Nah, Leach and MSU aren’t going take over the SEC West and start winning conference championships – at least not right away – but there’s reason for the big boys to freak out.

Basically, Mississippi State is now going to be a problem to deal with. Even if the championship runs aren’t there, this is going to be a team that can pull off a win against anyone because the system is so dangerous.

Here comes the grand experiment that was worth wondering about when the Tennessee job became open a few years ago. What’s going to happen when the system matches up with a team full of top-shelf recruits on the lines?

My feeling is that if Leach couldn’t pull off a conference championship in the Pac-12 or the Big 12, there aren’t enough stars in the sky to align right to pull off even a divisional title over the likes of Alabama, Auburn and LSU.  (Insert “if even Dan Mullen couldn’t” snark here.)

But is he going to make Mississippi State a pain in the ass to play and more than occasionally knock off one of the powerhouses along the way?  It’s hard to see how he won’t given his track record.

If I’m an MSU fan realistic about my program’s ceiling, that’s likely enough to make me happy.


Filed under Mike Leach. Yar!

“There’s nothing worse you can ever have to do than cut sports.”

It took COVID-19 for a bunch of college athletics administrators to come to Jesus and realize they’re operating a broken system?

Shit, all they had to do was look at what Jeff Long did with David Beaty to know things are fucked up.

Kansas Athletics has been billed at least $473,730.04 — so far — on outside legal services while defending itself against a lawsuit from former football coach David Beaty.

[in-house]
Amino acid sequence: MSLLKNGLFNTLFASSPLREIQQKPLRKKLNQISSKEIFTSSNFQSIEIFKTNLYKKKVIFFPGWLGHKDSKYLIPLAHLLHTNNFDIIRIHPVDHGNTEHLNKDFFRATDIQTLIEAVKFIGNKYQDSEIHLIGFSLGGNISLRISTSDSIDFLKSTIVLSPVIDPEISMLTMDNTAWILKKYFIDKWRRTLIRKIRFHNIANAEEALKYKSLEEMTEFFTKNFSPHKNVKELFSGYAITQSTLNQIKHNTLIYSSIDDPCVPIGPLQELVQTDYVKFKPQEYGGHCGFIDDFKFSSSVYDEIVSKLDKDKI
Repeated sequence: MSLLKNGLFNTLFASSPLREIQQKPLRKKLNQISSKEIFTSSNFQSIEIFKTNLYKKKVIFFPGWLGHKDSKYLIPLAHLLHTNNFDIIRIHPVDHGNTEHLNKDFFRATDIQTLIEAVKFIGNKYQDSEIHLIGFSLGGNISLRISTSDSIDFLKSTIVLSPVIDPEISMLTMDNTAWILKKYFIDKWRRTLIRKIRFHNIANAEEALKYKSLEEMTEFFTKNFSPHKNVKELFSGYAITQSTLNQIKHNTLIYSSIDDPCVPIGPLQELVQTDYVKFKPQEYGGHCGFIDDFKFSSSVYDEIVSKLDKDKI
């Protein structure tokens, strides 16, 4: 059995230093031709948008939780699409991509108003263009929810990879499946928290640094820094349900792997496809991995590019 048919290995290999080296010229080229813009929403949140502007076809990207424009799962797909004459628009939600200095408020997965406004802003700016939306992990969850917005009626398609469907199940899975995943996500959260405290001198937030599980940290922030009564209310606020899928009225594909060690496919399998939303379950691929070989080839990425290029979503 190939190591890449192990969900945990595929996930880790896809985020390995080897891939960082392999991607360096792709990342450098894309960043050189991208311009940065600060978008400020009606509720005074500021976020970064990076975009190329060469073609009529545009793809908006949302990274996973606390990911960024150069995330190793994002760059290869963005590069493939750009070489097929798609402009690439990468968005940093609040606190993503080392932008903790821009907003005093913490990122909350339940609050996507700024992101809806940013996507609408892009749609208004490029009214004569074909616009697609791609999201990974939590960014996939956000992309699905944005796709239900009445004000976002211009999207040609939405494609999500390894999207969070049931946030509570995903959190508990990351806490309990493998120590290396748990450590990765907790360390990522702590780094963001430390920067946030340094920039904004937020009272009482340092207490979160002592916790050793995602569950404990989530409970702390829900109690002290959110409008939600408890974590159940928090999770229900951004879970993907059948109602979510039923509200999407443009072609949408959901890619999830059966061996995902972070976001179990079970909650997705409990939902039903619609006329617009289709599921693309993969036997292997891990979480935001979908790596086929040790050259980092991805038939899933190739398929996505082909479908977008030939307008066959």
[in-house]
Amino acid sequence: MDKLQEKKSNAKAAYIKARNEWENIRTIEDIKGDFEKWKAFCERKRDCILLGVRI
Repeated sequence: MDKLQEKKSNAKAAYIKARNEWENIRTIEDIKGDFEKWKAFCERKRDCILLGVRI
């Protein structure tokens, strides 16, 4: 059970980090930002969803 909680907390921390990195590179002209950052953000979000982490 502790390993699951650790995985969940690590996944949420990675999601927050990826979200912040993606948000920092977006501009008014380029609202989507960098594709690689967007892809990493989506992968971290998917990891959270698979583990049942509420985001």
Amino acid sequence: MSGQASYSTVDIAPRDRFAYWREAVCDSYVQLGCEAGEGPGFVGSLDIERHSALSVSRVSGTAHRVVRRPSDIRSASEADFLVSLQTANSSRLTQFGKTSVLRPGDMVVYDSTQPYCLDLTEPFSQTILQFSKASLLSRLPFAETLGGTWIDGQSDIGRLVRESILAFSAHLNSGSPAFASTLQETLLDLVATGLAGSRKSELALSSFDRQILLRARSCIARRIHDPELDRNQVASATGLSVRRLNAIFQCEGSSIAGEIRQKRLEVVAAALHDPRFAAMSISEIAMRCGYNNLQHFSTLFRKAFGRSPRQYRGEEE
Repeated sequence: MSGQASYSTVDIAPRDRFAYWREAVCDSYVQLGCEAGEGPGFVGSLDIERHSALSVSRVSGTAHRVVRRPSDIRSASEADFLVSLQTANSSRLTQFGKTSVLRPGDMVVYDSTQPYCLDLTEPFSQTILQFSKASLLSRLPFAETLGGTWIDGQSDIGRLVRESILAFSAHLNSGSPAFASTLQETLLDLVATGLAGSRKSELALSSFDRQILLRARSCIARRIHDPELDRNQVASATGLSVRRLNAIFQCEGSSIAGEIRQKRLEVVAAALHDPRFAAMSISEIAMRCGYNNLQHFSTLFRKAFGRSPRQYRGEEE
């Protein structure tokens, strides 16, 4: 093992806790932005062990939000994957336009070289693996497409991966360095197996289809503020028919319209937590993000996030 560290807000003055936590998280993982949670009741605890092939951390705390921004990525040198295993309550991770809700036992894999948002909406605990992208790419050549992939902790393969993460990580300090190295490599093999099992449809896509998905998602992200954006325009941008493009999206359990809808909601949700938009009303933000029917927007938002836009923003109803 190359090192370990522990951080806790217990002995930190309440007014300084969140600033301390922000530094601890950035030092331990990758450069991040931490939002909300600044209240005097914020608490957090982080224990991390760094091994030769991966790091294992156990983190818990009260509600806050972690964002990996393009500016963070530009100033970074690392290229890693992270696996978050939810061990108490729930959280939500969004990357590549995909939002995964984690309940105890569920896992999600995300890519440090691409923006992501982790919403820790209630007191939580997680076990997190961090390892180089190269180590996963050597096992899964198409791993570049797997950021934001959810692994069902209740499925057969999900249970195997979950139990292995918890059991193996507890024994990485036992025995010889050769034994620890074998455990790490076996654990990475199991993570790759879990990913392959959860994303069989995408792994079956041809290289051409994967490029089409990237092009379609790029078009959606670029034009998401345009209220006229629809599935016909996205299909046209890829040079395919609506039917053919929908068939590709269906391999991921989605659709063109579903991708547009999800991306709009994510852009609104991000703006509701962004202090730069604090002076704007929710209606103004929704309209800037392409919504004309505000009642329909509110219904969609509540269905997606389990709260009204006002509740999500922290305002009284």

Those invoices, received by The Star on Thursday following an open records request, show the amount billed by Bryan Cave Leighton Paisner LLP to KU between Oct. 1, 2019 and April 30, 2020.

KU Athletics and Beaty settled the lawsuit on Friday, with the athletic department agreeing to pay the former coach $2.55 million. Beaty originally sued KU for $3 million, which was the amount of the original buyout in his contract…

Though KU did not attach a Bryan Cave bill for May’s services as part of the records request, a “balance outstanding” line indicated that the school still owed $81,058.55 from an invoice that was dated June 8, 2020. If accurate, that would make KU’s total $554,788.59, not including any Bryan Cave billing from June.

When you wind up spending more fighting a buyout than the original cost of the buyout, that’s just your way of showing that college sports’ problem isn’t that there’s too much money.  It’s that there’s too much waste.

And canning programs that help kids instead of addressing the real problem is just further proof that most athletic administrators either don’t understand the problem or don’t care.  And why should they?  Once things get back to normal and the money spigot is turned back on, they can go right back to doing what worked before.  For them, anyway.

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Filed under College Football, It's Just Bidness